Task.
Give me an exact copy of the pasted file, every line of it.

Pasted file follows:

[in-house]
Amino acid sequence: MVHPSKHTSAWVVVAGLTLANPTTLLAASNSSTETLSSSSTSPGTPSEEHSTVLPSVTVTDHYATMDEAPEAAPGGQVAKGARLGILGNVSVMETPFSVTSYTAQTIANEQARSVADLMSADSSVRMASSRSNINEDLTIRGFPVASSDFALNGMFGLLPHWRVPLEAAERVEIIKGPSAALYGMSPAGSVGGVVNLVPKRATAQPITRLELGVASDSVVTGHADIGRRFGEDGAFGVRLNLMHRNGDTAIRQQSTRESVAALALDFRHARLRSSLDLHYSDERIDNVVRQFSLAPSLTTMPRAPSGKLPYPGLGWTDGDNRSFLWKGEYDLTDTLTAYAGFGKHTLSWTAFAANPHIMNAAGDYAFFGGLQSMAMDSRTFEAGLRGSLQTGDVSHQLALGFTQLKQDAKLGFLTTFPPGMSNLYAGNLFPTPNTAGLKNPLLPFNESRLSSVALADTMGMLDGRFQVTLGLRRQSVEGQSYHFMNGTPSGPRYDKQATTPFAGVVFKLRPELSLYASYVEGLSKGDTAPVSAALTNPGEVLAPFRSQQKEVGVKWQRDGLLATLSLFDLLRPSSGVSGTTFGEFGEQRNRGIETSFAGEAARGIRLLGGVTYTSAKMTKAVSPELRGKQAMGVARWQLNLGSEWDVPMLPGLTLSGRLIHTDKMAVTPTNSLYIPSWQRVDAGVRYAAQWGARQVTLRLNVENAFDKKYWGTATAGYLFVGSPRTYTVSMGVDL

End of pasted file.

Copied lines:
[in-house]
Amino acid sequence: MVHPSKHTSAWVVVAGLTLANPTTLLAASNSSTETLSSSSTSPGTPSEEHSTVLPSVTVTDHYATMDEAPEAAPGGQVAKGARLGILGNVSVMETPFSVTSYTAQTIANEQARSVADLMSADSSVRMASSRSNINEDLTIRGFPVASSDFALNGMFGLLPHWRVPLEAAERVEIIKGPSAALYGMSPAGSVGGVVNLVPKRATAQPITRLELGVASDSVVTGHADIGRRFGEDGAFGVRLNLMHRNGDTAIRQQSTRESVAALALDFRHARLRSSLDLHYSDERIDNVVRQFSLAPSLTTMPRAPSGKLPYPGLGWTDGDNRSFLWKGEYDLTDTLTAYAGFGKHTLSWTAFAANPHIMNAAGDYAFFGGLQSMAMDSRTFEAGLRGSLQTGDVSHQLALGFTQLKQDAKLGFLTTFPPGMSNLYAGNLFPTPNTAGLKNPLLPFNESRLSSVALADTMGMLDGRFQVTLGLRRQSVEGQSYHFMNGTPSGPRYDKQATTPFAGVVFKLRPELSLYASYVEGLSKGDTAPVSAALTNPGEVLAPFRSQQKEVGVKWQRDGLLATLSLFDLLRPSSGVSGTTFGEFGEQRNRGIETSFAGEAARGIRLLGGVTYTSAKMTKAVSPELRGKQAMGVARWQLNLGSEWDVPMLPGLTLSGRLIHTDKMAVTPTNSLYIPSWQRVDAGVRYAAQWGARQVTLRLNVENAFDKKYWGTATAGYLFVGSPRTYTVSMGVDL